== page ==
The first book in the series, Die Back was challenging due to plot complexity and shifting reality. Vengeance of Grimbald cranks those elements up several notches!
The story goes all over the world, past, present, and future such as ancient Egypt; 19th century Alexandria; WWII Belgium; an altered present-day Seattle and Tokelau Atoll in the Pacific; 1940’s Padang, West Sumatra; 17th century Delft, Dutch Republic; and Cromwell’s England. As the story in Book 2 unfolds the time continuum once again shifts, sometimes with subtle changes and sometimes with radical shifts in culture and technology. And my characters have to play on this multi-dimensional chessboard. So, I’m sure you can imagine, I had to be structured to the point of working from an outline and making notes to myself at the end of each writing session to keep me oriented.
I also found early on that I needed to make the ‘inking’ scenes, when Addison and his cohorts transport their conscious awareness into the mind of someone who lived and died in the past. To make that distinction, you’ll notice how the present is written in third person, but the inking scenes in the past shift to first person from the inker’s perspective. Not only does the shift in perspective help the reader distinguish between the two realities, first person also gives those scenes more presence. The reader is inside the story versus observing to the side.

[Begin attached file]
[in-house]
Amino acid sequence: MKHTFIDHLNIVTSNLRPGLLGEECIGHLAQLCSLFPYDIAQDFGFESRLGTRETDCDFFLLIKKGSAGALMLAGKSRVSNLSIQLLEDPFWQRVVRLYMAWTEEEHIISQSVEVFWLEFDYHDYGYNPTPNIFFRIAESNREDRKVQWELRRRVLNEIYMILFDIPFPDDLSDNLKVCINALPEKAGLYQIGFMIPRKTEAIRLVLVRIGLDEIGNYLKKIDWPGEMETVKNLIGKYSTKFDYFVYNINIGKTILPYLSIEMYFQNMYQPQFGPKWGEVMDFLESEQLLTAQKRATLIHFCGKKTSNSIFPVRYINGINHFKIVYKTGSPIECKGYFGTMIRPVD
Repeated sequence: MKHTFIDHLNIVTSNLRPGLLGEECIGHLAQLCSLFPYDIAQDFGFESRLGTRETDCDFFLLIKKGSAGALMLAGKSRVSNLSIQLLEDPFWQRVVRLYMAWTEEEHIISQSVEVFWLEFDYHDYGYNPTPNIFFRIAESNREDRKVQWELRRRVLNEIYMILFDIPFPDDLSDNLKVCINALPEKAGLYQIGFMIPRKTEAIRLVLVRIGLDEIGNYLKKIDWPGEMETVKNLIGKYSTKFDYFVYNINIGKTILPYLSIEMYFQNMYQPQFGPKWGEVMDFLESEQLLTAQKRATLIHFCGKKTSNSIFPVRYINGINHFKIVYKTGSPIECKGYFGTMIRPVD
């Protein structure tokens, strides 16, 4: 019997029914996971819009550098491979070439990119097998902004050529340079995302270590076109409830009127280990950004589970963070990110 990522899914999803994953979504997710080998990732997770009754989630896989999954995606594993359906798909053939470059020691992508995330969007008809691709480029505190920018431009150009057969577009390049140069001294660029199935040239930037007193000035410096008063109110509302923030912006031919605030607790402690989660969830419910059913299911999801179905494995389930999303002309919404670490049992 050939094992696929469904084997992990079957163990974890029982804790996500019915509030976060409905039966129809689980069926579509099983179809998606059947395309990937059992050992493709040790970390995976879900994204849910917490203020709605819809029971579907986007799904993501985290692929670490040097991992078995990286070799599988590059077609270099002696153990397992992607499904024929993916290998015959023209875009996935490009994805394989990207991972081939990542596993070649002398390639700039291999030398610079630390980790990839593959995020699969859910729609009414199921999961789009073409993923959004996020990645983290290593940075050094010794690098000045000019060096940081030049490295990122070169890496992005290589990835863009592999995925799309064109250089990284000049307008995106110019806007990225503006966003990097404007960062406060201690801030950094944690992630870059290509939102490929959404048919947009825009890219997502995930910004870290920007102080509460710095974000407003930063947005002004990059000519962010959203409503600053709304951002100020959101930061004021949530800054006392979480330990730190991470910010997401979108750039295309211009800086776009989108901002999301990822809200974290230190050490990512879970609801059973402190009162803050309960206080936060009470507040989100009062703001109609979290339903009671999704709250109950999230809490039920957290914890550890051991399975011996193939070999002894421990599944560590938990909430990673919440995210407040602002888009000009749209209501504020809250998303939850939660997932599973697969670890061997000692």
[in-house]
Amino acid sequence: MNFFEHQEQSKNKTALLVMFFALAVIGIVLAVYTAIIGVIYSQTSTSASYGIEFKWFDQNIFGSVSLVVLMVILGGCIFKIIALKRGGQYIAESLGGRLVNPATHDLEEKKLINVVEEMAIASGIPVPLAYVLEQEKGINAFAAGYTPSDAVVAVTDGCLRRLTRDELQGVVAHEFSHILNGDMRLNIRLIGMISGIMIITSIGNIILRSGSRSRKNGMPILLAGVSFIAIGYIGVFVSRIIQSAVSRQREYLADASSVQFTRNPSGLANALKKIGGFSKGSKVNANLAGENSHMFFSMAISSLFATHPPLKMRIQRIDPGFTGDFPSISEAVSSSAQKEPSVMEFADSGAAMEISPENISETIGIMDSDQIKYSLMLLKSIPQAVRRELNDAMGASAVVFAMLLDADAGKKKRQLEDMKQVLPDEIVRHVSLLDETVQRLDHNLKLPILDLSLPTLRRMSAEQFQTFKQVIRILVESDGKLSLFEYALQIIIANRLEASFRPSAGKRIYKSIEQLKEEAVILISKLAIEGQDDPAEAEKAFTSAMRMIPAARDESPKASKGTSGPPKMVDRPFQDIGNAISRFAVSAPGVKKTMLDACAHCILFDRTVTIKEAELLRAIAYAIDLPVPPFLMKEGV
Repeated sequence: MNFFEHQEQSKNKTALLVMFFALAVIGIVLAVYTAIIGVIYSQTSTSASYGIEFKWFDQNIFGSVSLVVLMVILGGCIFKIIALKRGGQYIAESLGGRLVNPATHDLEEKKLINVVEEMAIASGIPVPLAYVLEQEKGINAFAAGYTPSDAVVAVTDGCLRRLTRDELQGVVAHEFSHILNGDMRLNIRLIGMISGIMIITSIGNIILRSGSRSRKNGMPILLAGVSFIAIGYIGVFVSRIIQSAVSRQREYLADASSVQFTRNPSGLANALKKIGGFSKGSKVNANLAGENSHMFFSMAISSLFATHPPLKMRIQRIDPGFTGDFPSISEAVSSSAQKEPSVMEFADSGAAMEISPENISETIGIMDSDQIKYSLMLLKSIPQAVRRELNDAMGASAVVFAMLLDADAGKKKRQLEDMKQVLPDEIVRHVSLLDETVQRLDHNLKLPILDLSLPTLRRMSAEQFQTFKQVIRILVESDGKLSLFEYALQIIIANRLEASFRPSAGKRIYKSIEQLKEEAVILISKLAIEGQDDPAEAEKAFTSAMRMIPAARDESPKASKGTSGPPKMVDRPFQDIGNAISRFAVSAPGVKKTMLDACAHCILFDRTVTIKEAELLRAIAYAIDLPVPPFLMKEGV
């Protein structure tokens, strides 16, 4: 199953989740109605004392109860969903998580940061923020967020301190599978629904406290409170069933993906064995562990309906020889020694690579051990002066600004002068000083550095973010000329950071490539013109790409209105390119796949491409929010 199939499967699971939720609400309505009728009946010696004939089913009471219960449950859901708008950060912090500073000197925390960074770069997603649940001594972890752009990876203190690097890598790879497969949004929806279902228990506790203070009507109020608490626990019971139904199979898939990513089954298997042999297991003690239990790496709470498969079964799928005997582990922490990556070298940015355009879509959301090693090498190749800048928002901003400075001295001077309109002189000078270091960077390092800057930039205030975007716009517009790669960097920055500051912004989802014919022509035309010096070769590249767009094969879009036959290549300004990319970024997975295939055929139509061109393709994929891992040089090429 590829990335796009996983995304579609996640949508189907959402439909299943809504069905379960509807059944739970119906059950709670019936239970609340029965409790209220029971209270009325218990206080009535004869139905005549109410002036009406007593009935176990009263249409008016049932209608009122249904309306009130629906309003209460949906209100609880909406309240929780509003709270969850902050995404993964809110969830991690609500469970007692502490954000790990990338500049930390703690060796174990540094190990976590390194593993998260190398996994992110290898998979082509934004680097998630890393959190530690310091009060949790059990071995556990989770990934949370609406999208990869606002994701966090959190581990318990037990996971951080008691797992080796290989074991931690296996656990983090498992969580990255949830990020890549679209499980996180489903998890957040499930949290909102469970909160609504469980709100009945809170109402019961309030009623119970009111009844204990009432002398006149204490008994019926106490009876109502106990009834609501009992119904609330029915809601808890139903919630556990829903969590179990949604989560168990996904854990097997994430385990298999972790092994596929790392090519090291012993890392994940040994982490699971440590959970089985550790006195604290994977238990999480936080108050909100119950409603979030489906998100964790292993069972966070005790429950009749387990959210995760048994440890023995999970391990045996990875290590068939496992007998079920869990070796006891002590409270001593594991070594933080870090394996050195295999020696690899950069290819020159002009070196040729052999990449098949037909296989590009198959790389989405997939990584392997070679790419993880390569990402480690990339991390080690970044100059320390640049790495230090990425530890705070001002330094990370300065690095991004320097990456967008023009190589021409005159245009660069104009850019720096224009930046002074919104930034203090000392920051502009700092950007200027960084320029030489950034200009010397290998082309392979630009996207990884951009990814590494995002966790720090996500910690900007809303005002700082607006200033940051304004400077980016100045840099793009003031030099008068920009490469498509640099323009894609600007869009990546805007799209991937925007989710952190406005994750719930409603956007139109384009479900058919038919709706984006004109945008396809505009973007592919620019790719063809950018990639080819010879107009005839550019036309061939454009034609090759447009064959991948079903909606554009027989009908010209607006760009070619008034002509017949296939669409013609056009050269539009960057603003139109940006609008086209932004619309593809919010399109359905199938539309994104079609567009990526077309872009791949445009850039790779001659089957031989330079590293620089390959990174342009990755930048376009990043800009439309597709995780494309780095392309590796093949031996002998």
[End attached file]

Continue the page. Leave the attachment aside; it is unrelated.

Do you only write one genre?
My first novel, which is yet to be published (although I’m hoping to make that happen this year) is humorous sci-fi along the lines of Douglas Adams or Tom Holt. So look for THE BIFURCATION OF DUNGSTEN CREASE in the future. The next three published novels were a series of crime stories, something like an Elmore Leonard story, set in Central Texas where I had lived for many years. KILL’T DEAD OR WORSE is the first in that series. Then I shifted to slipstream, leaning into sci-fi and historical fiction with the Alchimeia books. I tend to write what jazzes me in the moment. Each genre has its own challenges and joys.